The Chicago Police union ripped Mayor Daley over reports that he would leave hundreds of police department vacancies unfilled as he attempts to close the city's projected $420 million budget shortfall.
"It's a stupid move at a time when violent crime is on the rise in Chicago. We recently lost two police officers--and now, the mayor is gonna further reduce the numbers," said Fraternal Order of Police President Mark Donahue.
"This mayor -- or somebody in his administration -- needs to stop by midnight roll calls anywhere in the city and observe the number of one-man cars that are patrolling our city streets during some of the busiest hours...You can go to some districts and see every beat car that's out has a one-man car overnight."
The Chicago Police Department has 329 vacancies and 424 openings for non-sworn police employees, all of which could go unfilled if Daley follows through on his reported plan to lay off 1,000 city employees and eliminate 3,000 vacant jobs. Not filling the CPD jobs would directly contradict a City Hall pledge to add to the department's ranks.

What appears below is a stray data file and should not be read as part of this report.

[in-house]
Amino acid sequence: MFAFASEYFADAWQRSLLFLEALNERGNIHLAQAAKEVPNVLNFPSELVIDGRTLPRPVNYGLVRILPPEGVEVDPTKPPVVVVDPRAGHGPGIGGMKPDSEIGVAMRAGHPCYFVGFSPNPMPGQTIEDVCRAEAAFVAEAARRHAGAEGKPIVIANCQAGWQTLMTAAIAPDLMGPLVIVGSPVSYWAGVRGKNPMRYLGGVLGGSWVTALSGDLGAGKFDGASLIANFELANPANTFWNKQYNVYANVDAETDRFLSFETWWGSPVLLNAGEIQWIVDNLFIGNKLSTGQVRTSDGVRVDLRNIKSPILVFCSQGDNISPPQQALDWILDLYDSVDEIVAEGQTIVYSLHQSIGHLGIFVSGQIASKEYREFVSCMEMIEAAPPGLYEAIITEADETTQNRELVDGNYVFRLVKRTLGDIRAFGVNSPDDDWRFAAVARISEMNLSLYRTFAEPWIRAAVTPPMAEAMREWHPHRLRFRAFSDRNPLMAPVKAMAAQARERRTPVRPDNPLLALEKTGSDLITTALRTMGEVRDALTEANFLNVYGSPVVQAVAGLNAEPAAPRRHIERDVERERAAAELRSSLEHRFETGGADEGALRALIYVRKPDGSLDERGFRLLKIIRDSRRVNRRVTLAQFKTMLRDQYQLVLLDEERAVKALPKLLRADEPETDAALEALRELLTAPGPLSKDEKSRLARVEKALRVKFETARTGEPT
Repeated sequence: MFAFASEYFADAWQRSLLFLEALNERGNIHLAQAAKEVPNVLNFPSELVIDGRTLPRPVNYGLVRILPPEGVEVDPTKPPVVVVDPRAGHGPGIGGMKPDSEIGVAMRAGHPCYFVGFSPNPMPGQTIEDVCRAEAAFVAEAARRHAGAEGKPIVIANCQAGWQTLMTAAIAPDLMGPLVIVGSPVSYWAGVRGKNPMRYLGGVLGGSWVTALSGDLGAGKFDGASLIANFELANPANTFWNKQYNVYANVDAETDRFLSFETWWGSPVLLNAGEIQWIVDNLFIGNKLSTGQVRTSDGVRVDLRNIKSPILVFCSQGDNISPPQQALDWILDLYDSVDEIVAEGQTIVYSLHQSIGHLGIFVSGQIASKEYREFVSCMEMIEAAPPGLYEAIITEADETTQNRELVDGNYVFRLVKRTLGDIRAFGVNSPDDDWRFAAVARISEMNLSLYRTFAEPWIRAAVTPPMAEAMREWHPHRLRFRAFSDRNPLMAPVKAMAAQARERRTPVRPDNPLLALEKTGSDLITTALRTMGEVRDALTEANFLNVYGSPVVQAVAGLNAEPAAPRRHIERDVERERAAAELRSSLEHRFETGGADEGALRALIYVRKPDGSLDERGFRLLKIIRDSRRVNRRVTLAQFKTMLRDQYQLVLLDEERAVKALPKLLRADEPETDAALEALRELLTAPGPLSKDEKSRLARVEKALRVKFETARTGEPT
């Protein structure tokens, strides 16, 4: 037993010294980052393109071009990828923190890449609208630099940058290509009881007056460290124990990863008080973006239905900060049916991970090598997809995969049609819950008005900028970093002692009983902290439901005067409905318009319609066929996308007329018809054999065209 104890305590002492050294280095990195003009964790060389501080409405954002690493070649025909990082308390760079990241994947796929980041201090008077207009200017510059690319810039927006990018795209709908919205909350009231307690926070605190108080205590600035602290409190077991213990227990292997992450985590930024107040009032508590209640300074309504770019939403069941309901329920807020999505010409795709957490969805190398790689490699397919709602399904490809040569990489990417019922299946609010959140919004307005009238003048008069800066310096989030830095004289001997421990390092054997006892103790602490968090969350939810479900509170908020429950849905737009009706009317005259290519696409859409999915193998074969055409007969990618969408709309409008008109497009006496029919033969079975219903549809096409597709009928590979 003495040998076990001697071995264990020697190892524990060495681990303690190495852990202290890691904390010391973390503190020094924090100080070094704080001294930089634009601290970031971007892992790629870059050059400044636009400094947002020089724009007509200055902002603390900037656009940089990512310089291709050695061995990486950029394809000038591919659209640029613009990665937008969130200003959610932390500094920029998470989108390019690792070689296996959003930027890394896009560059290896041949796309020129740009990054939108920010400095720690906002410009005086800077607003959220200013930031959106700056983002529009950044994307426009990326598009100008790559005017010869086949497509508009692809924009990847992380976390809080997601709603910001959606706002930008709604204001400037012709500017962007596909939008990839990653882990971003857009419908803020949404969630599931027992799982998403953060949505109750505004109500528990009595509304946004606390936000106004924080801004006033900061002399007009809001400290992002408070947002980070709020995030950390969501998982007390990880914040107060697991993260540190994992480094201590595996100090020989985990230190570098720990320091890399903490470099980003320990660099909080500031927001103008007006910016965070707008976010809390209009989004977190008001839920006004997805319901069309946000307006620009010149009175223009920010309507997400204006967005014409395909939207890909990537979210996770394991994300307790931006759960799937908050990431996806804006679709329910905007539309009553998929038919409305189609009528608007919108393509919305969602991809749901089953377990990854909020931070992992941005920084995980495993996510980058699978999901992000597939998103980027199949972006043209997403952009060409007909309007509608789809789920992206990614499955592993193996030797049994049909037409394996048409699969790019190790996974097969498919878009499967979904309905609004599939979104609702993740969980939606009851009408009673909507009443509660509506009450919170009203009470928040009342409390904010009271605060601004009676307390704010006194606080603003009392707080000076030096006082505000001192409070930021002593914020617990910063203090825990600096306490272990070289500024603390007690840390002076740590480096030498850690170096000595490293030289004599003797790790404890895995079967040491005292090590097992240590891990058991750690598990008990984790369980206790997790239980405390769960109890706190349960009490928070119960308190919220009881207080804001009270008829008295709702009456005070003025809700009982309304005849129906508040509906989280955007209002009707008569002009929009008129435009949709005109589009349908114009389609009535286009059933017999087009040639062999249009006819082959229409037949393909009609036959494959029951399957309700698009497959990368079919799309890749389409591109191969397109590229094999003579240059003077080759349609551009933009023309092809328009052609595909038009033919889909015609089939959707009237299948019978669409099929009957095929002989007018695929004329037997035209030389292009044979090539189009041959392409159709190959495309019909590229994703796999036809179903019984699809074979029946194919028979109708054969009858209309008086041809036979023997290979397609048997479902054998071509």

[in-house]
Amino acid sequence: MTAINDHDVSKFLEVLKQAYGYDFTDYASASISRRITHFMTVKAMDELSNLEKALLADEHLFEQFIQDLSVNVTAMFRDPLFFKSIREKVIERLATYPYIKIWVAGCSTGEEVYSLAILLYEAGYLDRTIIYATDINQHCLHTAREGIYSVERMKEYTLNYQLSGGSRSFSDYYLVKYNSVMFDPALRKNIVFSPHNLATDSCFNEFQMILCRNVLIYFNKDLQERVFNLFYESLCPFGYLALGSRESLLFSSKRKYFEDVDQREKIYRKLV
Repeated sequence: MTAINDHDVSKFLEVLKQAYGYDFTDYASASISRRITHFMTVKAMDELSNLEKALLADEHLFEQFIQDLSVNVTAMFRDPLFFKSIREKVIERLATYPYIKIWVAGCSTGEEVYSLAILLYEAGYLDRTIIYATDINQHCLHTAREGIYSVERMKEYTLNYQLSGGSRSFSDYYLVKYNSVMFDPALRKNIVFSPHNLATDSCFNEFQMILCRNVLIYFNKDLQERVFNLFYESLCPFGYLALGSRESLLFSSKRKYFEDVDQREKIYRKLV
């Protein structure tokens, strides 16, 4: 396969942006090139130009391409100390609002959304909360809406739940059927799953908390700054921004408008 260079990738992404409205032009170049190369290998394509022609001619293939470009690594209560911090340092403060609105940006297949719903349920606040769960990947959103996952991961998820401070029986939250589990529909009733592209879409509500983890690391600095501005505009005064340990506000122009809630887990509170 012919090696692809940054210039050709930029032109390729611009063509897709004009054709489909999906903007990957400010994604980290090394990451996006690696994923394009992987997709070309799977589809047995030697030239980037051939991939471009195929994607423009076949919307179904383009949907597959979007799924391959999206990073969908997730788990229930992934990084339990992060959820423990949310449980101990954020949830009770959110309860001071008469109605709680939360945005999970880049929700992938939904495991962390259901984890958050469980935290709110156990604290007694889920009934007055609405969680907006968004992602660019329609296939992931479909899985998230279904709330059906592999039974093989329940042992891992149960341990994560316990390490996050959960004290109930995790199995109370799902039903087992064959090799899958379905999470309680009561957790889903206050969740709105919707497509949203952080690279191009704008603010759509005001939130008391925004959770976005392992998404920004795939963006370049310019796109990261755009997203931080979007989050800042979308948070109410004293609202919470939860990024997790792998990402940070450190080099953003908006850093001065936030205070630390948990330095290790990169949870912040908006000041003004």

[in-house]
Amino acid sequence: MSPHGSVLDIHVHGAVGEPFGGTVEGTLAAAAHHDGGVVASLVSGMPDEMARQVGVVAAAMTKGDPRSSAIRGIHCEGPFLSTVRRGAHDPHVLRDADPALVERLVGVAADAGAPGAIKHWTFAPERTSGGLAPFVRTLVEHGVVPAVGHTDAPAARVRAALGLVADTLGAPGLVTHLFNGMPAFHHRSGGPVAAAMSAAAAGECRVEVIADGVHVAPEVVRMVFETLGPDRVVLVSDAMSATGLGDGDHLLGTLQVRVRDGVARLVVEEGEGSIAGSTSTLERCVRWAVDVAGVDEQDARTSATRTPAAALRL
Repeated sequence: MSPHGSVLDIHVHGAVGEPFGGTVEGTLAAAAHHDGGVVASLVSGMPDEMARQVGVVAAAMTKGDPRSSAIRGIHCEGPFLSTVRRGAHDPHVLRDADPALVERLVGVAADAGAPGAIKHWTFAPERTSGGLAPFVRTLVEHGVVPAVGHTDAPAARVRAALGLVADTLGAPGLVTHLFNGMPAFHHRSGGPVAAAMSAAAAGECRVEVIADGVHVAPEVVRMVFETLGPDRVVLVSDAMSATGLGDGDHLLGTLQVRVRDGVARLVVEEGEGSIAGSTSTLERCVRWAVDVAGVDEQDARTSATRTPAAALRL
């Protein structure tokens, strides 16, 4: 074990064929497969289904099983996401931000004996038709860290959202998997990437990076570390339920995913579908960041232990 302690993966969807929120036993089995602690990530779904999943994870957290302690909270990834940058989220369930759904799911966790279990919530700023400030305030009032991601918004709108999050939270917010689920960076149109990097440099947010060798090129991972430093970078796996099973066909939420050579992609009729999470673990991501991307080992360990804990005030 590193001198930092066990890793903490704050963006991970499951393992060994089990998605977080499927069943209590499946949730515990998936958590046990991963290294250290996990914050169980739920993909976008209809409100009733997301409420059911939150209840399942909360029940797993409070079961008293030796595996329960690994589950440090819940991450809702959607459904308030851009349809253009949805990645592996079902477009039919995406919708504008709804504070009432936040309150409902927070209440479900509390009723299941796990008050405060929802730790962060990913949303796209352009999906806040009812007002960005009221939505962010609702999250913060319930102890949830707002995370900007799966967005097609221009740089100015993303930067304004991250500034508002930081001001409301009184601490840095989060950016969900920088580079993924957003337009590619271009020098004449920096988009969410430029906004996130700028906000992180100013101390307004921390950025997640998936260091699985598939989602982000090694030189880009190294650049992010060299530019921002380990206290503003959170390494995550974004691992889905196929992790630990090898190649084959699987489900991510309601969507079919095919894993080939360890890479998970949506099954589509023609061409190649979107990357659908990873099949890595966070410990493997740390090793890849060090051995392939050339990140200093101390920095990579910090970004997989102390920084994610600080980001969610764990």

On Saturday, Daley insisted that there is no connection between rising crime rates and lagging police hiring.
Mayor Daley will eliminate 3,000 vacant positions and lay off 1,000 city employees -- 735 of them union members -- to solve Chicago's worst budget crisis in a generation, union leaders were told Monday.
The biggest hit will be felt by Laborers Union Local 1001, whose members are in line for 300 pink slips in the Streets and Sanitation Department.
That's likely to mean major changes in garbage collection, tree trimming and other housekeeping services. Possibilities range from lengthening the time between pickups -- once-a-week now in most neighborhoods, twice-a-week in congested areas -- to privatizing recycling and shrinking crew sizes.
"They put an average of 350 trucks out-a-day. To cut 300 bodies -- they're probably gonna go to every other week pickup. That's probably the only way they can do it. Either that, or every 10 days," said Lou Phillips, business manager of Laborers Local 1001.
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